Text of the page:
TCI begins reduction of civil service

| 28/12/2011

383_n.jpg(CNS): The Turks and Caicos government, currently under the control of the UK has begun reducing the islands civil service with the distribution of 697 voluntary severance package quotations. According to the governor’s office the quotations outline the compensation available to those public sector workers willing to step down from their jobs. The workers have three weeks to consider government’s offer which official said also includes financial advice, CV and interview skills advice as well as assistance on identifying private sector job opportunities, vocational and academic training and skills courses.

Meanwhile, as the government seeks to slash the more than 2000 public sector head count it is seeking deputy secretaries to work under the new permanent secretaries in five new ministries. Part of the ongoing reform of the civil service the existing nine ministries will be reduced to five with new permanent secretaries for each.

According to the island’s chief financial officer despite still having a deficit of almost $15million double the amount predicted, the islands’ fiscal position is progressing.  Hugh McGarel-Groves said the reason for his optimism was a 34% rise in the second quarter results, above the same period last year, in government revenues to $80.7m. At the end of September 2011 the net of revenue and expenditure showed a cumulative deficit of $14.9m. The finance boss said this increase in the half year deficit was caused by the government settling a total $8.2m of mostly unbudgeted historic liabilities including.

“The detailed results from the second quarter of this financial year reveal that there are real reasons for cautious optimism about the Government’s financial position, despite some setbacks on  unbudgeted historic liabilities, as we work towards the milestones of providing a stable economic environment and reaching a financial surplus next year,” McGarel-Groves said.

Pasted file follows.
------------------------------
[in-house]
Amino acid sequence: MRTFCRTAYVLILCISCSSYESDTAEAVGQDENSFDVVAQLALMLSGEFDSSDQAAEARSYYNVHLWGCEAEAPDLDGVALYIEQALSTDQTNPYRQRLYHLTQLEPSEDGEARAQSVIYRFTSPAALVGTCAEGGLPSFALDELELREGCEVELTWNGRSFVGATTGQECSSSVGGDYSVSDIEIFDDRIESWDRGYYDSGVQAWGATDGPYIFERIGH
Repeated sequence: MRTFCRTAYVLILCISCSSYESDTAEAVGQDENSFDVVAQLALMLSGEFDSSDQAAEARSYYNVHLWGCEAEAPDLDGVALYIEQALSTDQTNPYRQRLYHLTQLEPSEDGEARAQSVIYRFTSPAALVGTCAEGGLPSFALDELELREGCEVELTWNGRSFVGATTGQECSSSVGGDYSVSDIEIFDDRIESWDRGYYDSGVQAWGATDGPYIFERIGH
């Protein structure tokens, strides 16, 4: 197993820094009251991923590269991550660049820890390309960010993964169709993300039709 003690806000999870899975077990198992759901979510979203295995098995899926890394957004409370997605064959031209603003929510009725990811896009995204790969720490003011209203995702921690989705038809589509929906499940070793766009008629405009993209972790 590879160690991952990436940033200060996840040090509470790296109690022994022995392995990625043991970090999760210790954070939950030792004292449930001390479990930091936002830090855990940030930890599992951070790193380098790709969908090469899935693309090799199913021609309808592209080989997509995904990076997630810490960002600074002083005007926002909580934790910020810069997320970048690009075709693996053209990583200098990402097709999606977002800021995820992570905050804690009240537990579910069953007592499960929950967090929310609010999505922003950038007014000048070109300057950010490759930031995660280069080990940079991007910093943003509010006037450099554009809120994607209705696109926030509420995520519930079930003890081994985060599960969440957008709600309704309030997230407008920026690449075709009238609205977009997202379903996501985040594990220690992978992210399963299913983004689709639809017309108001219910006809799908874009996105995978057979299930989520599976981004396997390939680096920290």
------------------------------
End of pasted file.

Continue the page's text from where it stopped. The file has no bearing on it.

In his year end review the governor said the islands prospects for 2012 were improving and he said the interim government was working hard to remedy the country’s difficulties caused by the global recession and “previous mismanagement” for which he said the people of the TCI were still paying the price.

“Despite these present difficulties and challenges, there are grounds for growing optimism in 2012,” Ric Todd said. “The latest detailed account of the TCIG finances shows that our reforms are, can and will have a positive effect.”

He said with a clear way forward elections could be held before the end of next year if the milestones were met which he admitted were still challenging. “Returning to fiscal surplus in 2012/13 is perhaps our most challenging milestone. “

Todd added that the civil recovery programme had won back 800 acres of Crown Land worth $150million, for the people, which had been misappropriated and nearly a million dollars in cash.
“I am confident that more dishonestly acquired land and cash will be returned to its rightful owners, the people of TCI,” he said.

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  1. Alan Nivia says:

    Here! Please! Now!

  2. B.B.L. Brown says:

    Question for CNS……..  Do you have a percentagewise comparison between TCI's civil service workers and the Cayman Islands civil service workers?